To step up a curb. To move from the street to the sidewalk by picking up one foot and placing it on the curb. . . . To take the body from one plane to the next. To takethe air intothe lungs, to find the center of gravity, to hoist the body into the air, to breathe the body onto the curb.
But that’s deliberative, and I’m far more interested in the restless movement of the mind. One way to access that is what I will term the “roving question.” My writing has more question marks than the work of almost anyone else I can think of. I find this amusing, because usually I at least have an inkling of what I’m trying to say. However, I like to follow the connective tissue that, in some way, is a line of inquiry. I want to feel the question forming on the tongue. Ferret it out. So the questions are almost rhetorical, an inner prompting. Even the sentences can sometimes have the breathless quality of questions, and by following the elusive threads, I can uncover the real issues I am only half aware are mine.
Who will be left to remember the Mynah bird pacing his cage at the Edinburgh Zoo? “Where’s Charlie? Where’s the pretty boy?” over and over, in his little old-man’s voice. . . .Looked you straight in the eye as he called and called for his oddly lost self.
My questions are not aimed at constructing a logic, even though the essay form almost seems to demand logic; instead, they deflect rather than connect. My basic motivation is to dismantle. I want to extricate myself from the formality of logic so as to be closer to what starts idea in the first place. As I see it, my primary impulse is generative. I want to evoke the moment in all its intensity, its uncertainty, its still-to-be-discovered connections, then follow it through. Here is how, by deflection, I was to see into the potential bifurcations of my illness:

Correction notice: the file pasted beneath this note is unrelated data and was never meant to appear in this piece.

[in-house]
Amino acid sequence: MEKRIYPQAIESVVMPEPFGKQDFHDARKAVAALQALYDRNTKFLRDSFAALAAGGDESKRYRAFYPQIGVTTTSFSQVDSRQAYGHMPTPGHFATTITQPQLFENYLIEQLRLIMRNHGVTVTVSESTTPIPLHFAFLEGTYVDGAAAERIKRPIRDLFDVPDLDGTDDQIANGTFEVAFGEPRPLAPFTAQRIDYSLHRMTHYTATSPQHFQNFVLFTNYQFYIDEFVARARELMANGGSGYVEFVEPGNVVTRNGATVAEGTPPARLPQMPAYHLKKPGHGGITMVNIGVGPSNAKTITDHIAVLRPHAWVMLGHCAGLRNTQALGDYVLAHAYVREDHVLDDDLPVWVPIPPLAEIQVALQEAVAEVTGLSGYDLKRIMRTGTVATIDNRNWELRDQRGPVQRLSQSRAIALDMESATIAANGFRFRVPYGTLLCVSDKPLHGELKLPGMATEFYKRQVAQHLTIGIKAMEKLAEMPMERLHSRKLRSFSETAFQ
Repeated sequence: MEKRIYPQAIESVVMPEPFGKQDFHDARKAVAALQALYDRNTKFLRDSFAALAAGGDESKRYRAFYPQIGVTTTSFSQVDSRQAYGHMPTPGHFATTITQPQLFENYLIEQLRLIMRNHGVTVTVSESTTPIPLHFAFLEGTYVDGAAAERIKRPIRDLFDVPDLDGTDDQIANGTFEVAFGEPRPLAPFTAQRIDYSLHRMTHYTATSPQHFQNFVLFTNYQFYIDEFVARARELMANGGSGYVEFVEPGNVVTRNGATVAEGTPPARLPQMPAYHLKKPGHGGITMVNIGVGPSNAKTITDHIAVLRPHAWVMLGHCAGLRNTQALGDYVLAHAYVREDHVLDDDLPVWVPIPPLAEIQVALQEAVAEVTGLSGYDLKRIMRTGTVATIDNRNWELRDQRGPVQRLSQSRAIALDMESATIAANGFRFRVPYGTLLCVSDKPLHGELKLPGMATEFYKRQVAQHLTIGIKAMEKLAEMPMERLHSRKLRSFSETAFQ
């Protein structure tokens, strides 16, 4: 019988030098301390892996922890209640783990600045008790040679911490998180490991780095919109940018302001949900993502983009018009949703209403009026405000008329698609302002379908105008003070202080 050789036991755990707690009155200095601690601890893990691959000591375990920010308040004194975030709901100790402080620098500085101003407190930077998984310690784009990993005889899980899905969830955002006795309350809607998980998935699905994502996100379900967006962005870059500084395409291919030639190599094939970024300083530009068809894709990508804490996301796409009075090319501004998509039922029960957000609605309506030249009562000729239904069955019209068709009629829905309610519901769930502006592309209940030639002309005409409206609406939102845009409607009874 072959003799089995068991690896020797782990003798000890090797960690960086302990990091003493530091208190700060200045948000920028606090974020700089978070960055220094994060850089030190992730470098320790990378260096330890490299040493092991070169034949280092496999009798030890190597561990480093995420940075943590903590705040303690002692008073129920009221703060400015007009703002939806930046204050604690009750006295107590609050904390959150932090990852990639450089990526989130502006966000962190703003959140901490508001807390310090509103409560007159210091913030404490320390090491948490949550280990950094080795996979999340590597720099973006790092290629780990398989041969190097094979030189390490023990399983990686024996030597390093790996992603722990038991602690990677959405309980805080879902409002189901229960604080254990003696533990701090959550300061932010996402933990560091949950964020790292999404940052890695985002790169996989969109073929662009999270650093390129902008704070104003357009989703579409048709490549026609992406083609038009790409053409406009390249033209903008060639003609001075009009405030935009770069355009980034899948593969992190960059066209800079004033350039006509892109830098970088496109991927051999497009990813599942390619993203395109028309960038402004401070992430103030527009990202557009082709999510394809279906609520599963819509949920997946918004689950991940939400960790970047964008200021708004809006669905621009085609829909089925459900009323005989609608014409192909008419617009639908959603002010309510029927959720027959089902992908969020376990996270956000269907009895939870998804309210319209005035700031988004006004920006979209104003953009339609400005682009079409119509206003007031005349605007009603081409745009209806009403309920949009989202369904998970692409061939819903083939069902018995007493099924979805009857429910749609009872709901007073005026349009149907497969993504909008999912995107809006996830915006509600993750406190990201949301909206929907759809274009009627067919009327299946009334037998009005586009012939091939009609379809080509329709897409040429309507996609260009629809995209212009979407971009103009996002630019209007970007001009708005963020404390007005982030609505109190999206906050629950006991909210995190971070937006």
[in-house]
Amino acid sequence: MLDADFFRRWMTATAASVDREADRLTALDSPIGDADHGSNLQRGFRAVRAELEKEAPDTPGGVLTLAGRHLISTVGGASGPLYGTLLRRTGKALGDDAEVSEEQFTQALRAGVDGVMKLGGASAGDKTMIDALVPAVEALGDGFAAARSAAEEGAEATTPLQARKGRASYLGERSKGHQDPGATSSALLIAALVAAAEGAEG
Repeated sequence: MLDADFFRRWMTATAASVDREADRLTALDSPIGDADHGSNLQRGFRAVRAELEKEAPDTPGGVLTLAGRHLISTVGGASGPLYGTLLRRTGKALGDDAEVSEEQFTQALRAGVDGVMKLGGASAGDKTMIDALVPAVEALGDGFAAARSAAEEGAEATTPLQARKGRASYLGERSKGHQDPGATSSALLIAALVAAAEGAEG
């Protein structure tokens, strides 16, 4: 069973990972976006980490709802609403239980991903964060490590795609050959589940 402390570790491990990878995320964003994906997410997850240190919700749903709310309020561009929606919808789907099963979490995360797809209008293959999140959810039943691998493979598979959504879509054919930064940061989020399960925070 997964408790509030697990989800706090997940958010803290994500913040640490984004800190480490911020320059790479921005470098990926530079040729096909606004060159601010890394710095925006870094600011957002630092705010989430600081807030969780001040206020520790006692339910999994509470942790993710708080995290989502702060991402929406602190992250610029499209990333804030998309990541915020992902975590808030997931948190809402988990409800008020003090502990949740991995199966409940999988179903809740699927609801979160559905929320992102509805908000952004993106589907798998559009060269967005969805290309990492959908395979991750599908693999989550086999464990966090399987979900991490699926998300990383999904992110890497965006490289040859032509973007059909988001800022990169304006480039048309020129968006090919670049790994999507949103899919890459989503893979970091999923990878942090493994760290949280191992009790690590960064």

There were two, as in any good story where people revolve around each other. Two cups and two plates. Two differing dreams. Two ways of measuring the future. Every sentence reminded her of the lack of the verb to be. Every sentence she spoke cut off at the point of projection.
On my bookshelves, the place where I most often meet a similar voice is in the fiction of Edna O’Brien. Somehow she is able to capture the deep, chaotic interiors of her characters. By the way, her recent memoir has none of this inner mystery and all of the name-dropping, perfunctory drive of conventional autobiography; it’s as though she has never heard of “the naked I.”
Still, I recognize in O’Brien’s fiction some of my own devices. But are they devices, or the natural DNA of this evocative type of inquiry? Sometimes, for example, I use an auditory image—the ck ck wa-heee of the redwing blackbird, the slow drip drip of snowmelt—to engender a scene, or a mood, or a Proustian ache of recovered time. Sometimes, I use unexpected metaphor—the “steady whine of what might have been” or a caboose as “missing punctuation mark”—in a marriage of concrete and abstract that can take you quickly from this world to another:
The fingers split and you lift out of yourself, like geese that take to the air, gripping the air as though they could pull themselves going, gone into its body.
O’Brien’s passion is passion. Mine is time—and memory. I don’t think I could capture their fleeting qualities if I weren’t a good typist. My fingers can almost keep up with the pace of my half-thoughts. Paper and pen would be anathema. All I know is that the process feels like one of capture: snaring the words before they fade forever. Perhaps it’s not necessary to ask why we listen for that voice in the mirror. We’re just giving ourselves a chance to keep company with our secret centers. A place to meet ourselves coming and going.